Alison Boulton digs beneath the city's dreaming spires
Just occasionally, good intentions can become separated from their original purpose.
When John Stansfeld, a doctor and clergyman became Vicar of St Ebbes in Oxford from 1912 to 1926, it changed his life.
He witnessed poverty and deprivation first hand in the city’s slums. Not content with trying to make a difference locally, he established the Oxford Medical Mission in Bermondsey, one of the poorest parts of East London.
Stansfeld did not just identify with the suffering of others. He was touched by it first hand.
After the devastating losses of the First World War, when so many of his patients had lost loved ones, Spanish flu struck in 1918, rapidly becoming a global pandemic. In a single year, it killed three times the number of people who had died in the First World War.
In Britain, hospitals were overwhelmed, staff exhausted, medical schools sent their third and fourth year students out to aid their qualified colleagues: 228,000 Britons died. One of the victims was Stansfeld’s wife.
Grief-stricken, Stansfeld sought spiritual comfort in a planned trip to the Holy Land.
But then came the decision which was to bring joy to so many lives: Stansfeld resolved to spend his small savings for the benefit of others, rather than himself.
He bought 17 acres of land at Headington Quarry, intended as a place for children and later, families, to escape the slums of St Ebbe’s for short breaks in the countryside.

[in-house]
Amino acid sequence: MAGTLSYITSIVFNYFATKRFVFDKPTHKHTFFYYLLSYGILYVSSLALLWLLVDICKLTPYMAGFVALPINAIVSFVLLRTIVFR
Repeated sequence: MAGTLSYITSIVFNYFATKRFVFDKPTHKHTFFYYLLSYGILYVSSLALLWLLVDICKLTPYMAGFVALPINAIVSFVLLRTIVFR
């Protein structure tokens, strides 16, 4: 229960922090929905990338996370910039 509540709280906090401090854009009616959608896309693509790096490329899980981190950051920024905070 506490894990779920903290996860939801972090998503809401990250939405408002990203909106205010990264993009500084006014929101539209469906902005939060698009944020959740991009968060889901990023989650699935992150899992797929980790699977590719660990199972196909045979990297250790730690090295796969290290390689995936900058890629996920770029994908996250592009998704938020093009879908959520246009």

Stansfeld’s vision was made possible by the help of many students from Oxford University, who helped him establish the site. Together they built holiday accommodation, and a small chapel, utilising limestone from Headington Quarry.
Outdoor activities and summer camps were established and The Stansfeld Outdoor Education Centre was born.
According to Oxford City councillor Jim Campbell: “If it hadn’t been for the subsequent building of the Southern Bypass, the site would probably have been included in the Site of Special Scientific Interest (SSSI) of nearby Shotover Hill.” Campbell’s father and grandparents knew Stansfeld well and admired his work. Knowing this, he was dismayed to learn that 80 years after John Stansfeld donated the site to Birmingham City Council, the current council intends to sell it.
“It would be desperately sad if after so many years use by both children from Birmingham and Oxfordshire, the amenity was lost and its benefactor’s original intention ignored,” Campbell said.
There have been numerous expressions of interest in the site, whose meeting rooms and accommodation can serve more than 20 people.
Regular management of the site has been carried out by Oxford Conservation Volunteers. Recognising its important contribution, Oxford City Council have registered the Stansfeld Centre as a Community Asset.
This is important as if the site is put up for sale, it allows a six month moratorium when local community groups can prepare a bid for the Centre – which may – or may not be acceptable to the owner.
For John Stansfeld’s sake, I hope his vision is honoured, and continued.
Transforming personal tragedy into future promise is rare – brutal commercialism and insensitivity is, sadly, not.